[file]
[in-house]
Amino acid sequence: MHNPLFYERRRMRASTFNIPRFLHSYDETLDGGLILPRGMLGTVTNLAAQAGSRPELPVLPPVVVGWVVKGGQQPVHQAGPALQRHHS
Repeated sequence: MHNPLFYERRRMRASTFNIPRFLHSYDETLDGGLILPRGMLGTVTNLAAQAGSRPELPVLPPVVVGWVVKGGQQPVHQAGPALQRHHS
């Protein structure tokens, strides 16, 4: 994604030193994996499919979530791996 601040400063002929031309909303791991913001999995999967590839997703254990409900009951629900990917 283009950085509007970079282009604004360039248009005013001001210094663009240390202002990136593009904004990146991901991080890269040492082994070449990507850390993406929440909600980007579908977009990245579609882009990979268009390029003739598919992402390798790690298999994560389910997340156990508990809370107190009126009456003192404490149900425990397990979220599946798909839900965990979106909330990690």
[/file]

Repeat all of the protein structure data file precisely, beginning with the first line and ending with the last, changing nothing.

[in-house]
Amino acid sequence: MHNPLFYERRRMRASTFNIPRFLHSYDETLDGGLILPRGMLGTVTNLAAQAGSRPELPVLPPVVVGWVVKGGQQPVHQAGPALQRHHS
Repeated sequence: MHNPLFYERRRMRASTFNIPRFLHSYDETLDGGLILPRGMLGTVTNLAAQAGSRPELPVLPPVVVGWVVKGGQQPVHQAGPALQRHHS
């Protein structure tokens, strides 16, 4: 994604030193994996499919979530791996 601040400063002929031309909303791991913001999995999967590839997703254990409900009951629900990917 283009950085509007970079282009604004360039248009005013001001210094663009240390202002990136593009904004990146991901991080890269040492082994070449990507850390993406929440909600980007579908977009990245579609882009990979268009390029003739598919992402390798790690298999994560389910997340156990508990809370107190009126009456003192404490149900425990397990979220599946798909839900965990979106909330990690």